Falling victim to a data breach is not getting any cheaper.
A new report issued by the Ponemon Institute and sponsored by IBM revealed that the cost of data breaches is trending upward. In an examination of breaches at 350 companies spread across 11 countries, the report found the average loss incurred for each lost or stolen record rose from $145 to $154.
Overall, the average total cost of the breaches - most of which occurred in 2014 - included in the report was roughly $3.8 million. Healthcare companies fared the worst, with the average cost per stolen record reaching high as $363, while retailers saw their average cost per record jump from $105 in last year's study to $165 in this year's.
"In healthcare the cost of detection was high because many of these organizations were ill-prepared, both with the tools and expertise, to understand the root cause of the breach," explained Larry Ponemon, chairman and founder of the Ponemon Institute. "Post data breach costs were high because of regulatory disclosure requirements as mandated by HHS [U.S. Department of Health and Human Services] and OCR [Office for Civil Rights]. Healthcare organizations are also being targeted by malicious and criminal attacks because of the value of the information and knowledge that security is often not the best in these organizations."
Breaches were the most expensive in the U.S. and Germany, where the average cost of each compromised record was $217 and $211, respectively. India had the lowest cost per compromised record, coming in at $56.
Many of these breaches can be traced to hackers. Some 47 percent of all the breaches in the study were caused by malicious or criminal attacks. The average cost per record to resolve these attacks was $170 globally, and $230 in the United States. System glitches cost $142 per record, while human error or negligence cost $137 per record.
While notification costs remain low, the costs associated with lost business in the wake of a breach actually increased from $1.23 million in 2013 to $1.57 million in the new report. According to the study, the time to identify and contain a breach was critical to keeping costs low. In the sample of 350 companies, the mean time to identify a breach was 206 days, with a range of between 20 and 582 days being reported. The mean time to contain a breach was 69 days.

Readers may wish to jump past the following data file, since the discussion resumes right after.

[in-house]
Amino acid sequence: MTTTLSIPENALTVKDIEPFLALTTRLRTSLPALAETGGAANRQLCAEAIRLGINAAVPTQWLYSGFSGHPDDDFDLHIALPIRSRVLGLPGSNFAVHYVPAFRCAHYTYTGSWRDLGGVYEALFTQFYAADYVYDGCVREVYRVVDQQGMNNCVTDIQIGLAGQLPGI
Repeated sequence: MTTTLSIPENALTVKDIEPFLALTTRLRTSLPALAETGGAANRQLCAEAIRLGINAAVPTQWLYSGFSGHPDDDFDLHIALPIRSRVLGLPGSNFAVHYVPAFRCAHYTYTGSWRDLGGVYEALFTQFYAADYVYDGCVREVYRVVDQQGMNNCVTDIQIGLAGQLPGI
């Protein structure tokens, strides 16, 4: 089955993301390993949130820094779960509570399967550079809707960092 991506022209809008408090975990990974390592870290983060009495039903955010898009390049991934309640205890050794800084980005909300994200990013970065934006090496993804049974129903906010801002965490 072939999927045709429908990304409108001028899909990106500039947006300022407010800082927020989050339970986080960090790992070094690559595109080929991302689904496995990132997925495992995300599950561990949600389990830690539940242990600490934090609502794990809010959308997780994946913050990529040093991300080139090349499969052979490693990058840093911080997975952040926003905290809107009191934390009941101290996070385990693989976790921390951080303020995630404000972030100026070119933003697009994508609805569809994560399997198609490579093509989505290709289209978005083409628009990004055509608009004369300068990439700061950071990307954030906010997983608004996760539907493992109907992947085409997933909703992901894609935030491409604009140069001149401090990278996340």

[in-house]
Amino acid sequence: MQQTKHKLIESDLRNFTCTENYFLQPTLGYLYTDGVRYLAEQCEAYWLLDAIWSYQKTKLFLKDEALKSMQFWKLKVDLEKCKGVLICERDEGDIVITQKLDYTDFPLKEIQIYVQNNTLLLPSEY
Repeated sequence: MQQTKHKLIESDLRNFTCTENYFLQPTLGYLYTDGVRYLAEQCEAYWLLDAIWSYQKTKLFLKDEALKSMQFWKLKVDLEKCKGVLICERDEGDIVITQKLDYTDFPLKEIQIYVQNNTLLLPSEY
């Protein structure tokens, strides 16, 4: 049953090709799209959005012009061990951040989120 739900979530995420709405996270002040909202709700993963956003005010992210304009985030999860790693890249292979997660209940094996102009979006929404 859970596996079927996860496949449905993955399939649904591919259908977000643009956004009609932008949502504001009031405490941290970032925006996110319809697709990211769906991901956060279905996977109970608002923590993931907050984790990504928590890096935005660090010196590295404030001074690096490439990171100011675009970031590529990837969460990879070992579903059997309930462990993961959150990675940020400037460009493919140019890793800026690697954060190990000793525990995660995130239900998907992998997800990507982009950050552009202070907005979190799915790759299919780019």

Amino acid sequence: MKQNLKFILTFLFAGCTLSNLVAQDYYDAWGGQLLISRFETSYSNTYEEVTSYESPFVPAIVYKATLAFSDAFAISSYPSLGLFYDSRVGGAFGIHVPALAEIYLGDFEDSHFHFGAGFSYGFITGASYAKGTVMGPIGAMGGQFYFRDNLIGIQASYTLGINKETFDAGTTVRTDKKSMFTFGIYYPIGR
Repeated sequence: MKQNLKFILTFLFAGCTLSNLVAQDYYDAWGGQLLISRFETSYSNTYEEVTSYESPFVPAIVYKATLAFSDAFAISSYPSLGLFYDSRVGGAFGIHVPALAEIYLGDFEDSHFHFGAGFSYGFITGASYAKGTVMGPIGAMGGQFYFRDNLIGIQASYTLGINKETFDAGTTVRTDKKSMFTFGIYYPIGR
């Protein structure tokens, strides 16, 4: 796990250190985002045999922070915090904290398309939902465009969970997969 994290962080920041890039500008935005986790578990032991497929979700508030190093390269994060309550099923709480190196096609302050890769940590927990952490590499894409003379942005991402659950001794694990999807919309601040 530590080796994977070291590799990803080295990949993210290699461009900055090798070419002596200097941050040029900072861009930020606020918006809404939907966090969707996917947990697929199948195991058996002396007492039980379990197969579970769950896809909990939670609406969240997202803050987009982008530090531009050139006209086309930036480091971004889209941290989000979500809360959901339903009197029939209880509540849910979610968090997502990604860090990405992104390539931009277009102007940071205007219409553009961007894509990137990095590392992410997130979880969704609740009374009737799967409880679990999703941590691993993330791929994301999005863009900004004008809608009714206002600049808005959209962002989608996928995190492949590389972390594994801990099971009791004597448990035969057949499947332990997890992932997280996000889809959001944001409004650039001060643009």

"Organizations that involved their business continuity management [BCM] personnel in the data breach incident response process experienced a lower per capita cost and lower total average cost," according to the research. "[The report] shows more than a $14 difference between the BCM and non-BCM groups in the data breach cost for one compromised record. A separate report, 2015 Cost of Data Beach Study: Impact of Business Continuity Management, focuses on the impact business continuity management has on the financial and reputational consequences of a data breach."
Other factors that lowered the cost included having an incident response team, the use of encryption and employee training. Board-level involvement in security and the purchase of insurance were top factors as well.
"The growing sophistication and collaboration of cybercriminals ties directly with the historic costs we’re seeing for data breaches," said Marc van Zadelhoff, vice president of strategy at IBM Security, in a statement. "The industry needs to organize at the same level as hackers to help defend themselves from these continuing attacks. The use of advanced analytics, sharing threat intelligence data and collaborating across the industry will help to even the playing field against attackers while helping mitigate the cost to commerce and society."